UC regents discuss backup plan if tax increase fails in November 

click to enlarge Dead serious: “Zombie” protester Sarah Leadem of UC Berkeley protests at the UC system Board of Regents meeting in San Francisco on Wednesday. Students dressed up to draw attention to people “dying” under school debts. - BETH LABERGE/SPECIAL TO THE S.F. EXAMINER
  • Beth Laberge/Special to the S.F. Examiner
  • Dead serious: “Zombie” protester Sarah Leadem of UC Berkeley protests at the UC system Board of Regents meeting in San Francisco on Wednesday. Students dressed up to draw attention to people “dying” under school debts.

The University of California system regents voted Wednesday to freeze tuition and student fees as long as a tax measure on the November ballot passes.

Otherwise, all bets are off for how to make up a massive funding deficit.

The decision, however, was not made lightly. Regents’ opinions varied, students protested the potential consequences while wearing zombie costumes and Gov. Jerry Brown even stopped by the San Francisco meeting to urge support of his tax measure.

Brown’s Proposition 30 would increase sales and income taxes on wealthy Californians. If the measure passes, the UC system would receive $250 million in funding plus $125.4 million to reimburse students for a portion of their fall tuition. If the measure fails, however, drastic action would need to be taken to make up a $375 million shortfall.

“If it doesn’t pass, we’ll face difficult decisions,” UC President Mark Yudof said. “We’ll have to essentially balance the budget overnight.”

Though a tuition hike was not approved Wednesday, one potential stopgap solution could be a midyear tuition increase of 20.3 percent for all undergraduates — in-state students would pay $14,670 per year instead of $12,192. And regardless of whether the tax measure passes, as many as 57 professional programs will face price increases.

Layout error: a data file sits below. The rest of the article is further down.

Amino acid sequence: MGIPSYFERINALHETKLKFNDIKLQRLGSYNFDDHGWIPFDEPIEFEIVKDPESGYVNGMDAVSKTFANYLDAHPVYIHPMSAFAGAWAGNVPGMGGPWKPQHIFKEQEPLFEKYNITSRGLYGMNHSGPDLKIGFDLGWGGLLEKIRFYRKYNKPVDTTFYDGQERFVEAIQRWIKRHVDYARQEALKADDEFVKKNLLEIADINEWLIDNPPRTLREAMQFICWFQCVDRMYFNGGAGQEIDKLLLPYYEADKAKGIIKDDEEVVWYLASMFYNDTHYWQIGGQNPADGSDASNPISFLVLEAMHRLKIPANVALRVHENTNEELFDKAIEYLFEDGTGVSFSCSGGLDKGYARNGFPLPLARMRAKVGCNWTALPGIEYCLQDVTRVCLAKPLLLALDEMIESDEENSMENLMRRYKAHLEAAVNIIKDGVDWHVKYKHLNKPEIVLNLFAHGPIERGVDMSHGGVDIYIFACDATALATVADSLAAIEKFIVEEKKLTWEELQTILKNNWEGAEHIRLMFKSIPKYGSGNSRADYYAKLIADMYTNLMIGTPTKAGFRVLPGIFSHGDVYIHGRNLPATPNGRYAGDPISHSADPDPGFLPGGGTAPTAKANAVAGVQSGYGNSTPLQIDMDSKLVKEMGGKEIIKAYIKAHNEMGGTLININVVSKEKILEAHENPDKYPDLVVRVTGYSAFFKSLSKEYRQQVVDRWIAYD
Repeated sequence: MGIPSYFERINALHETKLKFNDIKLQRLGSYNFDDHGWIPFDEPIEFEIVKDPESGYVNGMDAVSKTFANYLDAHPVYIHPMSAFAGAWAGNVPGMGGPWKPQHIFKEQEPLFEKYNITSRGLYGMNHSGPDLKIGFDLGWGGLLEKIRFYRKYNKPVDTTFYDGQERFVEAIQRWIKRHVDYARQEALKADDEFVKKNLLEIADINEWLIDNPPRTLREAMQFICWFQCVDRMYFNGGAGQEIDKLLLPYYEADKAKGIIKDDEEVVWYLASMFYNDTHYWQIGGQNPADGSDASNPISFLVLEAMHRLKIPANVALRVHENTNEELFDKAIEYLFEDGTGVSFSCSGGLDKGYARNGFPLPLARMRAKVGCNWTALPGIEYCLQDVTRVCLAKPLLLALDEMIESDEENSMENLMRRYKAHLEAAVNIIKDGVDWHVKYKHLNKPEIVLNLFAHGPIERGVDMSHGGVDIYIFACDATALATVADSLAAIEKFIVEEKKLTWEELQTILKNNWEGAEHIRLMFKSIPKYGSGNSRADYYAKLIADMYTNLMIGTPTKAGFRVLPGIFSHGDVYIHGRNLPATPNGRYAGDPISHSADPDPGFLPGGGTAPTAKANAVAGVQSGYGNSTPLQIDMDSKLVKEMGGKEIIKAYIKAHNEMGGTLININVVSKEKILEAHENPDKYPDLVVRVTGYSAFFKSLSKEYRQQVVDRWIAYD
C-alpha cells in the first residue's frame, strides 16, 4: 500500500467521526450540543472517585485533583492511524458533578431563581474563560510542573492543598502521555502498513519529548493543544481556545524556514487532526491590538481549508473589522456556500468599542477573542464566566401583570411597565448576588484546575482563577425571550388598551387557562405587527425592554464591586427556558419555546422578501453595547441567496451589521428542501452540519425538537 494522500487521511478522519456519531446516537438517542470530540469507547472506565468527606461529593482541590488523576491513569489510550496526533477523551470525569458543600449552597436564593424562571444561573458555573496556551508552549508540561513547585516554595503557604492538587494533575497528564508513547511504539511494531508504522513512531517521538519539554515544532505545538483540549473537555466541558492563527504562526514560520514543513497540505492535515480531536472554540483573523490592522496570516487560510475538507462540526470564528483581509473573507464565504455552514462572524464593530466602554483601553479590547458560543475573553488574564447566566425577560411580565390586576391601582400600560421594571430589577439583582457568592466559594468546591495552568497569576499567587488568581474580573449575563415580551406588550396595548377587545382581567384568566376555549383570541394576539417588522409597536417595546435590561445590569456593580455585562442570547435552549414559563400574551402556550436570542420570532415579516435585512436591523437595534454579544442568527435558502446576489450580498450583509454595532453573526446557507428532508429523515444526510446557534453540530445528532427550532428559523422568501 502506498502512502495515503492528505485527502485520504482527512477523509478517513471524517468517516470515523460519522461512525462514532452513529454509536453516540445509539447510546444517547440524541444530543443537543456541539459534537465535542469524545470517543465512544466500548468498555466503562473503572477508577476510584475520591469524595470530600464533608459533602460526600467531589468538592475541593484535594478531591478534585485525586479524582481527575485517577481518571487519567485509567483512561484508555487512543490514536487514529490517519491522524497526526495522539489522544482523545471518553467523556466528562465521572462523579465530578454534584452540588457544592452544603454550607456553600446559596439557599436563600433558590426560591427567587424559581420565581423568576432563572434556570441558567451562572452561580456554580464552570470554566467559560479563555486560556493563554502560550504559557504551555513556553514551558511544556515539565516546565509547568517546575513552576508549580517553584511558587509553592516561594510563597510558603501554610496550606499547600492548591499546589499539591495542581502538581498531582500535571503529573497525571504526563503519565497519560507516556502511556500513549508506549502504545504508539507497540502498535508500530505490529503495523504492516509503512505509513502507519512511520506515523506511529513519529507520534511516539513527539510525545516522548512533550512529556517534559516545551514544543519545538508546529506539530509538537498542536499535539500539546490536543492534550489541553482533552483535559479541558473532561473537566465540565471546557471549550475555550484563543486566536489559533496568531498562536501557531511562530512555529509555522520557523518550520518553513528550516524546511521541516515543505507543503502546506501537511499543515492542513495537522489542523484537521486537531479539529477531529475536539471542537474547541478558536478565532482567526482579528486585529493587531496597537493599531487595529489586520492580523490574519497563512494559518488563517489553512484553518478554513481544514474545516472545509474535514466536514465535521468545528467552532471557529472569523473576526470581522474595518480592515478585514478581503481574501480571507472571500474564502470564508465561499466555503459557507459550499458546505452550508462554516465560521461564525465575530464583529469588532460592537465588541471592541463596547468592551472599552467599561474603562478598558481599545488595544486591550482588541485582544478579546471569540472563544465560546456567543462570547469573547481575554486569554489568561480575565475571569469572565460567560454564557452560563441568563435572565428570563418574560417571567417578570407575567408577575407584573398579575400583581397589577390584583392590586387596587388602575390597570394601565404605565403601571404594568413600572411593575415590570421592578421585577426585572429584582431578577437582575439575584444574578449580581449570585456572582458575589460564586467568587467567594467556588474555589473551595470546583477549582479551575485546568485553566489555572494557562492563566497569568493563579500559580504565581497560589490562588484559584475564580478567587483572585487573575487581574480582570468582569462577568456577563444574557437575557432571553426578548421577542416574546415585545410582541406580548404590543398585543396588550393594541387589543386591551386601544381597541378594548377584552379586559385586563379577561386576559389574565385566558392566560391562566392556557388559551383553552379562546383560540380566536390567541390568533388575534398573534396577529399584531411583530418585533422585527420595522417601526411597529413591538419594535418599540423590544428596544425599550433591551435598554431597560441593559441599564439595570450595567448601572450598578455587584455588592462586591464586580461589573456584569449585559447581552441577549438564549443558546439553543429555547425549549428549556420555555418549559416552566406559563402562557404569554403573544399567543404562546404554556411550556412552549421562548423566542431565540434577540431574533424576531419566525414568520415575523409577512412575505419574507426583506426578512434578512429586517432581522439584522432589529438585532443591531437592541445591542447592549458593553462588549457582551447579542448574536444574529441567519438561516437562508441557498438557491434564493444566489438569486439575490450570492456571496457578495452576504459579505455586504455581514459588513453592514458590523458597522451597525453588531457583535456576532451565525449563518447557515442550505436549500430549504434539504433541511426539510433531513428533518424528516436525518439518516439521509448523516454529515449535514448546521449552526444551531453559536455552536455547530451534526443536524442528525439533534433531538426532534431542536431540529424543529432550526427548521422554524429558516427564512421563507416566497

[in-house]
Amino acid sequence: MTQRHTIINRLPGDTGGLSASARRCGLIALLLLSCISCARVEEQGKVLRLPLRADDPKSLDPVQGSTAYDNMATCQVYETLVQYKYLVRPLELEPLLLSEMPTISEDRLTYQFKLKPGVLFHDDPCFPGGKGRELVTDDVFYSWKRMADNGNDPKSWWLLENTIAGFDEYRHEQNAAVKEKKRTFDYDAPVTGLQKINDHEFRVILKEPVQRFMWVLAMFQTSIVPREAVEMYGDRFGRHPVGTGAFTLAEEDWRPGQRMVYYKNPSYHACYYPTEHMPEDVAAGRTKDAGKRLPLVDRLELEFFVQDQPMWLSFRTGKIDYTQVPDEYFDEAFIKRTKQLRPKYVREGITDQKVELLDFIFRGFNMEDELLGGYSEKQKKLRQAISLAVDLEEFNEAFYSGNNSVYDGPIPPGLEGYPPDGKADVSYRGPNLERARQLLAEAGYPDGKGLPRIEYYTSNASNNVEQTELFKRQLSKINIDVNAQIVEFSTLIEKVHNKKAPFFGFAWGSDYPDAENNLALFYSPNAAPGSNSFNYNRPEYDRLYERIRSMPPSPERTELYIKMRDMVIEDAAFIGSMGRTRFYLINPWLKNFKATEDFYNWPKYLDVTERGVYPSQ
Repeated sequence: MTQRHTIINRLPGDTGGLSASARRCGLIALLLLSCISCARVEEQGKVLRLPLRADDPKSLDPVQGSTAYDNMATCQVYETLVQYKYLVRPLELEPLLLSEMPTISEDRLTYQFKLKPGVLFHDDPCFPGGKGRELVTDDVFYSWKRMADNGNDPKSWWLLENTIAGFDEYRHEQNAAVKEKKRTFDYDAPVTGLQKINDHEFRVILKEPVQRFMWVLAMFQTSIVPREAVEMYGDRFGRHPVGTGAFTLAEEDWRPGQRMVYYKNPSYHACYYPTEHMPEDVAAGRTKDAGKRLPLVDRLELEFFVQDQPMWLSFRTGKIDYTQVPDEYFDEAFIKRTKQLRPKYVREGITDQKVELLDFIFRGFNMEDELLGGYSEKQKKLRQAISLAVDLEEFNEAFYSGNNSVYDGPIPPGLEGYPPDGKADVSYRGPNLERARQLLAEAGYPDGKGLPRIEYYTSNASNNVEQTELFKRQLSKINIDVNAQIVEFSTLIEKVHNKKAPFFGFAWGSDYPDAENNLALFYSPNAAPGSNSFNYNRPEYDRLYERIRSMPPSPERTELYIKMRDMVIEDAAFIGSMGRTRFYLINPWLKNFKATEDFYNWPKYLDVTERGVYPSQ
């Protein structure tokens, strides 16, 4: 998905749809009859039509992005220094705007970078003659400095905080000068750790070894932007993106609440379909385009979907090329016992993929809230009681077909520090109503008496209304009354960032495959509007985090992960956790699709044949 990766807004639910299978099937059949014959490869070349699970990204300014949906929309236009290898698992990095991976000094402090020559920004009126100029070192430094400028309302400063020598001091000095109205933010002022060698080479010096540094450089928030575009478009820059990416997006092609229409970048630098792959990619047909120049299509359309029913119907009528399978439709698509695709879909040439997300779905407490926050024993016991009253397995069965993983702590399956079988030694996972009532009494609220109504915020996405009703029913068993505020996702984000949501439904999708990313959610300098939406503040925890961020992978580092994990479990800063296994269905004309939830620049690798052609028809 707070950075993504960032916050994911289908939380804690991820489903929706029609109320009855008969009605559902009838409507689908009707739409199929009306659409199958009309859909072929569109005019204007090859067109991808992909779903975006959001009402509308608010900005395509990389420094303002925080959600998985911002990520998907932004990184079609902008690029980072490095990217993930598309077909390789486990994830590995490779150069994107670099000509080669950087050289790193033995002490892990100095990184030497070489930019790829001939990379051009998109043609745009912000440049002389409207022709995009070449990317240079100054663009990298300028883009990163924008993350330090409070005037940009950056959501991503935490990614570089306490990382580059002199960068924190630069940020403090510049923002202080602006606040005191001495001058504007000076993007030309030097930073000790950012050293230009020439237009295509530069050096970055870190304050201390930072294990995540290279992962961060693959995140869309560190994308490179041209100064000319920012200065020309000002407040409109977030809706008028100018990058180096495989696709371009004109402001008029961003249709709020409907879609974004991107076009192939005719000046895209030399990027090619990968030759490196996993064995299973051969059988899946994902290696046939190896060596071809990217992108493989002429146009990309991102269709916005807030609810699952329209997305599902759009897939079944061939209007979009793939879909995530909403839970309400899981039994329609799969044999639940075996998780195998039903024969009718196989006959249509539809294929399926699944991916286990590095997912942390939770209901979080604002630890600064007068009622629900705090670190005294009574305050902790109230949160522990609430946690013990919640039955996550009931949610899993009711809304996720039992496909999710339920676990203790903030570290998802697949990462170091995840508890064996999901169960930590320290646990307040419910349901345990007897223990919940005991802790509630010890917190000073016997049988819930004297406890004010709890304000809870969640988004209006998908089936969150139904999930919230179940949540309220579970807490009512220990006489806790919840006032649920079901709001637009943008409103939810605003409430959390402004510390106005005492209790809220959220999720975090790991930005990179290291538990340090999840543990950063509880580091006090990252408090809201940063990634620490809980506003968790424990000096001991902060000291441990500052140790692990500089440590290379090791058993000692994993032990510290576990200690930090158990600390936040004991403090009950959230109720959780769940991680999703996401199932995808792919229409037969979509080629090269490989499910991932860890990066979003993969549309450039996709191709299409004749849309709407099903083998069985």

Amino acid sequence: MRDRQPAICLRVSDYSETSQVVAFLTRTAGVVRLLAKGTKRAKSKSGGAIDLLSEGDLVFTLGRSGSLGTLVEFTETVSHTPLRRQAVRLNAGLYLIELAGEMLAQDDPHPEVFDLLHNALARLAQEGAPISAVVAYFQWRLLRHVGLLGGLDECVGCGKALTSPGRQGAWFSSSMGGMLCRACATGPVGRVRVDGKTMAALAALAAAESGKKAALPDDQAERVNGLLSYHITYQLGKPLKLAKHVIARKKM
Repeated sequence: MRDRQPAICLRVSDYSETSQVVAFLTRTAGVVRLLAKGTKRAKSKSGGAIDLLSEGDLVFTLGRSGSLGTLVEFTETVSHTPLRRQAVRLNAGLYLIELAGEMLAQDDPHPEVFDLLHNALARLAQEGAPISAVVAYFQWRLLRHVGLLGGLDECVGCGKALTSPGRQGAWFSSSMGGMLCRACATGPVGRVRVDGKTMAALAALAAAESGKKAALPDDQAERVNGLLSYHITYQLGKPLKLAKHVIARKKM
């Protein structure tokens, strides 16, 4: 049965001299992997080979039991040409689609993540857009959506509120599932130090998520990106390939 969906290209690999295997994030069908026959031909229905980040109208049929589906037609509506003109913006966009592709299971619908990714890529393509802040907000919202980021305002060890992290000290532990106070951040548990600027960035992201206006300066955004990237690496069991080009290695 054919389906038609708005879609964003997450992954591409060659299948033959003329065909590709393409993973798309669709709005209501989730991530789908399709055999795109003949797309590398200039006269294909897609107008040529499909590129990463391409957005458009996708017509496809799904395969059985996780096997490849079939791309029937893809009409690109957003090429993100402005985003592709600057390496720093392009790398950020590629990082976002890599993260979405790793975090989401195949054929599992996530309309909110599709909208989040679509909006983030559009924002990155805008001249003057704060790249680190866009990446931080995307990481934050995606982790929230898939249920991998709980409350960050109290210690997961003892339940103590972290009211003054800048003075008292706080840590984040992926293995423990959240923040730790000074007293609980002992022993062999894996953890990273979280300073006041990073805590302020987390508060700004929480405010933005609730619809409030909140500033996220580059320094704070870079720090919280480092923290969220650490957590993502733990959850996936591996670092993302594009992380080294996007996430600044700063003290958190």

Some regents wanted to avoid tuition increases altogether, while others were not so optimistic.

“If November comes and the tax fails, what are we going to do?” Regent Leslie Tang Schilling said. “We won’t have a plan in place that will have some magic ability to create revenue without raising fees.

“I urge us to consider in a resolution that if Prop. 30 fails, we will increase fees automatically by 20 percent, otherwise I think we’re just fooling ourselves.”

UC Berkeley student Devonte Jackson said the proposed increase, which would add $2,400 to basic tuition, would be too costly for him and his family.

“I hit my limit on financial aid and had to take out a loan for $5,200 to cover my cost of living,” he said. “That’s a lot for my family to handle.”

Jackson was one of dozens of students who spoke out against any tuition hikes — a 6 percent tuition increase each year for the next four years also is being considered — while urging support of Prop. 30.

Before the vote, students interrupted the meeting with chants. That followed a zombie dance to Michael Jackson’s “Thriller” to symbolize students who are “dying” under the weight of college debt.

The dance interrupted the meeting for more than 30 minutes. The UC police force was called in to remove the unlawful assembly, and students left five minutes before being arrested.

The regents said that in September, they will further discuss options to bridge the budget gap.

UC regents this week were not the only board to consider increases in tuition tied to Prop. 30’s passage. On Tuesday, the board of trustees for the California State University system heard a plan to increase tuition for its 23 campuses by 9 percent.

akoskey@sfexaminer.com

Pin It
Favorite

More by Andrea Koskey

Thursday, Dec 8, 2016

Videos

Most Popular Stories

© 2016 The San Francisco Examiner

Website powered by Foundation